Saturday, 6 August 2011

UK DAB radio receiver sales fell in 2009 and 2010, but "digital radio sales have held up - they are flat" insists Mr Switchover

For an organisation that has been charged with marketing DAB radio to the British public, Digital Radio UK has managed to remain remarkably invisible during 2011. This alone made the appearance of Digital Radio UK’s chief executive on BBC Radio 4’s ‘You & Yours’ show notable. The fact that nothing new was said was hardly surprising – there is nothing new to say about DAB.

Out in the real world, as opposed to the imaginary world inhabited by Digital Radio UK, the notion that ‘DAB radio’ will replace AM/FM radio is already a dead duck. The only believers still worshipping ‘DAB’ seem to be Digital Radio UK, RadioCentre, Ofcom and government civil servants.

The evidence is transparent. The number of DAB radio receivers sold in the UK fell year-on-year in both 2009 and 2010 (by 6% and 2% respectively). These data are collected by GfK and supplied to Digital Radio UK. These numbers, together with a nice colour graph, were distributed at last month’s RadioCentre members’ get-together. These are industry data of which Digital Radio UK is perfectly aware.

Yet, Digital Radio UK’s chief executive insisted in this interview on national radio that “digital radio sales have actually held up – they are flat year-on-year.” This is untrue. ‘Down’ is not ‘flat.’ ‘Down’ is ‘down.’ DAB radio receiver sales peaked in 2008 and have been falling since. DAB receiver sales in 2010 were 8% below that 2008 peak. That is clearly not ‘flat.’

I wonder how it is that:
• The chief executive of a high-profile marketing organisation can appear on Radio 4 (audience: 11m adults per week) and flatly state something that he must know not to be true?
• The board of Digital Radio UK does not haul him in and remind him that his job description is to ‘persuade’ consumers of the value of DAB, not deceive them?
• A substantial proportion of this organisation’s funding is derived from the BBC Licence Fee, so the public is effectively paying for an executive to tell them untruths about consumer take-up of DAB radio?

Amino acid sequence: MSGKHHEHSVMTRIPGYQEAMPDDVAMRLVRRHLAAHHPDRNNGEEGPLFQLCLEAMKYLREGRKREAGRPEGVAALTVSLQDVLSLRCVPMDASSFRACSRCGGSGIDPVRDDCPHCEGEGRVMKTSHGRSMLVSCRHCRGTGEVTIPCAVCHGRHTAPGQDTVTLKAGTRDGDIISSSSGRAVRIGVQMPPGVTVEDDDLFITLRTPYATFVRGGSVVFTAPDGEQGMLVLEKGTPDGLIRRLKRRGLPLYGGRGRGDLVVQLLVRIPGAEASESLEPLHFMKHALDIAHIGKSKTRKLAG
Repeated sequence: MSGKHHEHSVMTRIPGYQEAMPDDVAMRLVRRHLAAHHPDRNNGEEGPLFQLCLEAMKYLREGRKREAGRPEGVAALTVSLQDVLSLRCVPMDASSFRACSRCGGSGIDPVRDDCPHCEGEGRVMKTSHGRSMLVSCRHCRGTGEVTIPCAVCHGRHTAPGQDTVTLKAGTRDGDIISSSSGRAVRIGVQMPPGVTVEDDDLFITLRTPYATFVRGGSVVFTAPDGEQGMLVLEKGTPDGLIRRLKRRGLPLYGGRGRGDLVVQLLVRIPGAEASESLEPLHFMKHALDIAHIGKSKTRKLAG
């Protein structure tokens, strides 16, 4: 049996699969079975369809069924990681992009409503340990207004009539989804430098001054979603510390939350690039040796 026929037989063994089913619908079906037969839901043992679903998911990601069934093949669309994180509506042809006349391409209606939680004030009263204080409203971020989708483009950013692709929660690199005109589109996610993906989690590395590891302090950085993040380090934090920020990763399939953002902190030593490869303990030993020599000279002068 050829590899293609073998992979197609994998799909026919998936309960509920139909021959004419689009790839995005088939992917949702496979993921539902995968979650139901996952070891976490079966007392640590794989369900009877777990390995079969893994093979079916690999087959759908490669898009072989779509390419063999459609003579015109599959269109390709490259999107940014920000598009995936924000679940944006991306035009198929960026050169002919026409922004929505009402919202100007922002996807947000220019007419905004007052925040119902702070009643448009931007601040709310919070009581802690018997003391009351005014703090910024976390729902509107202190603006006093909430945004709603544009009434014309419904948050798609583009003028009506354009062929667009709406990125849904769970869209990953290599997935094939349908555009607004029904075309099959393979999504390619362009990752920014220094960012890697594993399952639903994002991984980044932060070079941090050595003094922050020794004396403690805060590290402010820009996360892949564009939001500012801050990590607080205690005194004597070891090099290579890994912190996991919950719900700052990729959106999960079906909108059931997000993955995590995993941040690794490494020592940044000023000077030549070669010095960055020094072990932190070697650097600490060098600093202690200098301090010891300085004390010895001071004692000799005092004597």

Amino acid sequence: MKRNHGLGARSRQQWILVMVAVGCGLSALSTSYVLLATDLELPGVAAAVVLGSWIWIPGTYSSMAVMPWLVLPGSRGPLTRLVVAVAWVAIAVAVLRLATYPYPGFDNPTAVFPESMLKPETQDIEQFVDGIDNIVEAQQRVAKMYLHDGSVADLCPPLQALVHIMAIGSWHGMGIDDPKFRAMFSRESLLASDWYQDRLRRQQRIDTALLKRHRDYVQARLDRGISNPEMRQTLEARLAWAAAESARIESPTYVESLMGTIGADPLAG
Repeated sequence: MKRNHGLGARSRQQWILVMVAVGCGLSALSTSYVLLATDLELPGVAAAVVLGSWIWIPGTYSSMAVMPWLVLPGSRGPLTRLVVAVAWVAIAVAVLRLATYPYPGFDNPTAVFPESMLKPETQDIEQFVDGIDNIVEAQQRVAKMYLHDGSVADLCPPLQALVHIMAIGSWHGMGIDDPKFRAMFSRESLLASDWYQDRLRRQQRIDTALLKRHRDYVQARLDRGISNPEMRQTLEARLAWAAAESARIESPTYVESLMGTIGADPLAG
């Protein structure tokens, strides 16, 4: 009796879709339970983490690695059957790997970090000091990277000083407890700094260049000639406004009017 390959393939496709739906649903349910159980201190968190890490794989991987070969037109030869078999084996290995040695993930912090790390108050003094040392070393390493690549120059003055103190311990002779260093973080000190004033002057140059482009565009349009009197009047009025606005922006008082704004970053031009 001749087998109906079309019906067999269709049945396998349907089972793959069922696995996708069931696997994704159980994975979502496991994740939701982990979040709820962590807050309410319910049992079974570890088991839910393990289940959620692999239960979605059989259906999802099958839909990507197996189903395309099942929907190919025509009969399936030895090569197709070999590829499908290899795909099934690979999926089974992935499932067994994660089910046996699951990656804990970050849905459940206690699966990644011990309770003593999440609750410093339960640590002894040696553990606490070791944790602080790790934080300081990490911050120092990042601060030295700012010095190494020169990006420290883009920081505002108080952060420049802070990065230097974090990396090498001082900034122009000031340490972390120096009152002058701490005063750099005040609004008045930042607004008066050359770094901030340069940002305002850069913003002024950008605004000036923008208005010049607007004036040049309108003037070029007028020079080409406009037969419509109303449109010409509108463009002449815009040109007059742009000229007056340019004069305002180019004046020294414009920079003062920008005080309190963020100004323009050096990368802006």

You & Yours
BBC Radio 4
29 July 2011 @ 1200

Ford Ennals, chief executive, Digital Radio UK [FE]
Wiiliam Rogers, chief executive, UKRD [WR]

Q: Are you not disappointed with the lack of a rise in [DAB] radio sales?

FE: No, I think what the Ofcom report confirms is the solid progress that is being made. We see growth in overall digital listening, we see growth in terms of the number of homes that have a digital radio receiver in there. So, 40% of all homes now have a DAB receiver in them, we know that 47% of all listeners are listening to digital radio every week, and we have seen growth in digital listening. So I think progress is being made. I think we are in a difficult sales period for overall retailers and we have seen a decline in overall consumer electronics sales. Digital radio sales have actually held up – they are flat year-on-year. We have now sold 13 million DAB digital radios, but the key thing, just lastly, to remember is that you can receive digital radio via digital television, via a computer or, indeed, via a smartphone and many, many households and consumers have those.

Q: William Rogers, are you surprised by the lack of increase in interest in digital radio?

WR: No, not in the least. And I think we have to remember that Ford, with respect to him, is being a little disingenuous because, of course, the switchover is about people being forced to move way from analogue and onto DAB. So that’s the issue we need to focus on. And what this report highlights, and I’m personally delighted to see it, is it really does shine a light on the shambles that is this proposed DAB migration.

Q: But things aren’t that bad. There are increases in radio usage, as Ford has just indicated.

WR: Well, hang on a minute. The whole premise behind the switchover is that it will be, quote, consumer led. And the one thing we know from these statistics is that, whatever else it is, it’s not being consumer led. As your reporter quite rightly said earlier, of the eight-and-half million radio devices sold in the twelve-month period we are talking about, four out of five of them did not have a DAB receiver capacity. And, more interestingly, of those people who were asked whether they were likely to buy a DAB set at any time in the next twelve months, four out of five of them said they were not likely to. So the consumer is making it very clear what they want and, after eleven years, it’s time this thing was put to bed.

Q: Ford Ennals, one of the things that we constantly hear from listeners is the whole issue of reception. That’s really what, I think, the message is that we get from people. That is what they are worried about. Whether they approve or not [of DAB], what they say is an awful lot of people can’t get them [DAB radio signals] and, if they can get them, they can’t get them consistently.